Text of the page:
So we are very excited today to have Jeannie with us on the blog today answering our Minxy questions. Now let's hand over to her ...
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Thanks for inviting me for the Author Spotlight!
Where were you in your writing career 5 years ago?
Perfect timing! I can hardly believe it was pretty much five years ago in October that I took a UCLA Extension Romance Writing class with Barbara Ankrum. I was sitting down in a class with barely an idea in my head and ready to absorb all there was to know about writing romance.
Where did you get the idea from for this particular book?
This book was actually a sequel to my first completed manuscript. Ryam, the hero of Butterfly Swords, was a secondary character in the first book. He was a bit of a screw up; kind of reckless and cocky and charming with women. The one line that described how he sees himself was always strong in my head: “A genius with the sword and a disaster in everything else.”
I envisioned a vagabond who’d been separated from his friends by a tragedy he created. From that, I imagined he’d have to redeem himself, but could only do so as a reluctant hero. I tried to match him with several possible heroines, but the perfect one was a girl who on the surface would be his opposite. Ai Li was thoughtful and honorable and always followed the rules. Their common language would be the sword and, from that moment, I had both her signature weapons and the title figured out: Butterfly Swords.
Where do you hope to be in 5 years time?
Big Hope: Figure out how to have writing as a sole career.
Which was the last book you read that you wish you'd written?
Great question! Khaled Hosseini’s Kite Runner. I don’t think anyone but Hosseini could have written that book, but there’s a scene in there that I can’t get out of my head when the boy walks out in a clearing and the kite practically falls into his arms. If you’ve read the book, you know how pivotal that scene is in its placement within the story. It was absolutely critical that the writing delivered in that scene, and it did. I don’t know if I have a scene or a book that beautiful in me.
Was there any particular author or book that made you want to be a writer?
If I had to pick one person, it would be Ray Bradbury. I’ve read a couple of his short stories over and over, and they get me every time. “The Laurel and Hardy Love Affair” is one of them. “The Toynbee Convector” is another. No matter how many times I looked over the words, they never lost their power. I think he’s the first writer where I realized there was such a thing as craft and that a story had an impact on me because the author made it so. He was also the first author where I sought out more stories he’d written. Before that, books just came by my hands. I would browse by them at the library or had books assigned by teachers for book reports and such.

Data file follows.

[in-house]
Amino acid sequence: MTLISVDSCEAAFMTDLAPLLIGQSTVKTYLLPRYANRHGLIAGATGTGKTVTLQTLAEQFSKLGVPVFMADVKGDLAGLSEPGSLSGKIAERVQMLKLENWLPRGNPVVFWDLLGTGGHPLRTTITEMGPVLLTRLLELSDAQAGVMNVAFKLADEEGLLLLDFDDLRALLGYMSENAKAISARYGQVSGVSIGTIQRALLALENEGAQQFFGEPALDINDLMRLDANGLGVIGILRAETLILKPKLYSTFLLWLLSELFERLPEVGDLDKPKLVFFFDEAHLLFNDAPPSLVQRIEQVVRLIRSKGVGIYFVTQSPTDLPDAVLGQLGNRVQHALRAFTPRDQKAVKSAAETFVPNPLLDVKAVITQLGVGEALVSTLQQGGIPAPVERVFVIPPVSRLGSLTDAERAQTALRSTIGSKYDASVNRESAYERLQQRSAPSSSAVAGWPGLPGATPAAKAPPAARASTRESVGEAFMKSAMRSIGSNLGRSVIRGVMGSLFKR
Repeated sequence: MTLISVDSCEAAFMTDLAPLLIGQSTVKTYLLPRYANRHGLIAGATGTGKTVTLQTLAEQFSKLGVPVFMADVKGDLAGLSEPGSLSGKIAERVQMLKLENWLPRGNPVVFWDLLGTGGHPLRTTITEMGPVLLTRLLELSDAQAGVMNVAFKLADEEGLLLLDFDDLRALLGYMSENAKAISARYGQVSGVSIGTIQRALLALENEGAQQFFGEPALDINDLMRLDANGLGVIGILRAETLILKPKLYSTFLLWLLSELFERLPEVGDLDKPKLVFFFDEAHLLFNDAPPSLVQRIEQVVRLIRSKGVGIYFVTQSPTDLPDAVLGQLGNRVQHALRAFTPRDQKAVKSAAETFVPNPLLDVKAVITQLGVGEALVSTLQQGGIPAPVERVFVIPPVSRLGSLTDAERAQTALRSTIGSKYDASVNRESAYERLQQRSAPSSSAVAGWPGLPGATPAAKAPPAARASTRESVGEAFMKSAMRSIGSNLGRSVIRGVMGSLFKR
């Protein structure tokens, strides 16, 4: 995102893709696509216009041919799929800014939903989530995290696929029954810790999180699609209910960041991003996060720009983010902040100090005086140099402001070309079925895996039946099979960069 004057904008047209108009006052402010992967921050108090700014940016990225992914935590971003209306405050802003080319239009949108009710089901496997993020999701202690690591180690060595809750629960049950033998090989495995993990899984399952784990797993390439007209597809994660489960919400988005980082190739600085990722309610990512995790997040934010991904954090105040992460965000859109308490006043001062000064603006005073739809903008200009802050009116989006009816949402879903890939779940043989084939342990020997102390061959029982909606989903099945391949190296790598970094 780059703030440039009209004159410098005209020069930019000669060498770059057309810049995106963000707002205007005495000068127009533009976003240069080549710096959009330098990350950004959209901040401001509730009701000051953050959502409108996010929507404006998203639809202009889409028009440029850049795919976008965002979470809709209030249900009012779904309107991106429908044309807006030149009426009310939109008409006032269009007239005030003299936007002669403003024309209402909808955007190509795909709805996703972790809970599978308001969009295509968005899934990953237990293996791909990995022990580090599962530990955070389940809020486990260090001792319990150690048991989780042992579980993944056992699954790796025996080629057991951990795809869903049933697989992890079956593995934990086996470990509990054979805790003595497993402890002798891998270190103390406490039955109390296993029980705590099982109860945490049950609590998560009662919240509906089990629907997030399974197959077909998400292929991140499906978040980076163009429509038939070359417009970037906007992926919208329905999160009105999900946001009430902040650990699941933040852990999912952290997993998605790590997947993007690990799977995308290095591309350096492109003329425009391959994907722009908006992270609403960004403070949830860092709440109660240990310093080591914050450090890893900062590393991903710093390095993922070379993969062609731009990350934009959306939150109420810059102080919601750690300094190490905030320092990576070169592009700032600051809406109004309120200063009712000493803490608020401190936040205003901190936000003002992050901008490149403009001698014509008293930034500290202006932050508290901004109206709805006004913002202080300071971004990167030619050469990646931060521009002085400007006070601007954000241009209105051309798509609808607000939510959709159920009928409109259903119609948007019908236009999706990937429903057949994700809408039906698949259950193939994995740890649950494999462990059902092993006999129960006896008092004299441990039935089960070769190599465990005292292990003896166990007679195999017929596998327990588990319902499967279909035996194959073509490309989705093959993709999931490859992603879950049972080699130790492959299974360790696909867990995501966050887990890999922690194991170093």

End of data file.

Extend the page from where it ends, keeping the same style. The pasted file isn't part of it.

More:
Do you find writing love scenes giggle-worthy or cringe-worthy – or neither?
Neither. But re-reading them is both giggle-worthy and cringe-worthy to me. I psych myself up and I write them once. And if I have to rewrite them, it’s likely I’ll scrap the first version and rewrite the entire thing. It’s my superstition that if you overthink the sex too much, you’ll ruin it. People know how it is: sex is rarely “perfect”, but it’s still pretty good if the mood is right, right? So there’s my confession. The least edited scenes in my books are the sex scenes.
What's the most romantic moment of your life so far?
My hubby spent a good decade wooing me before we married. There was one time while we were dating when he was telling me how stubborn I was. That I was being too cautious and overthinking everything. This is real funny if you consider that he’s a computer programmer through and through, totally methodical and analytical.
In a goofy moment, he laid his head on my chest. “Are you in there?” he called out, addressing my heart. “I’m talking to you.”
That was the moment.
What do you wish you'd known about being an author before you were pubbed?
This was a toughie—I had to think about it for a while, which means it’s a good question!
Here’s what I’d wished I’d known: All those times people nitpicked my sentences apart, and I stressed about fixing every little issue didn’t matter. What really sold was Voice and Character. I shouldn’t have been revising on the surface so much. Instead, I needed to focus on layering in depth. I learned that a LOT is fixable, almost everything, but if you don’t have enough depth in the writing, no editor will stick around and show you how to go there.
What's the best writing advice you've ever been given?
From Barbara Ankrum: “Keep writing forward.”
From my sister, when I lamented about not being able to write sexual tension as well as Barbara: “That’s not her first draft.”
Butterfly Swords is my debut novel, officially released October 1 from Harlequin Historical. It’s set in opulent Tang Dynasty China and features a forbidden love between a western swordsman and an imperial princess. I hope readers will come for the sword fights, but stay for the romance.
What’s next for you?
The sequel is currently titled, The Dragon and the Pearl. There’s also a linked Historical Undone that I’ve written for it. They’ll hopefully be released together.
You can find out more about Butterfly Swords at http://www.butterfly-swords.com/ and more about Jeannie at http://www.jeannielin.com/
Her linked Historical Undone novella, The Taming of Mei Lin, is available at eHarlequin and on the Mills&Boon website.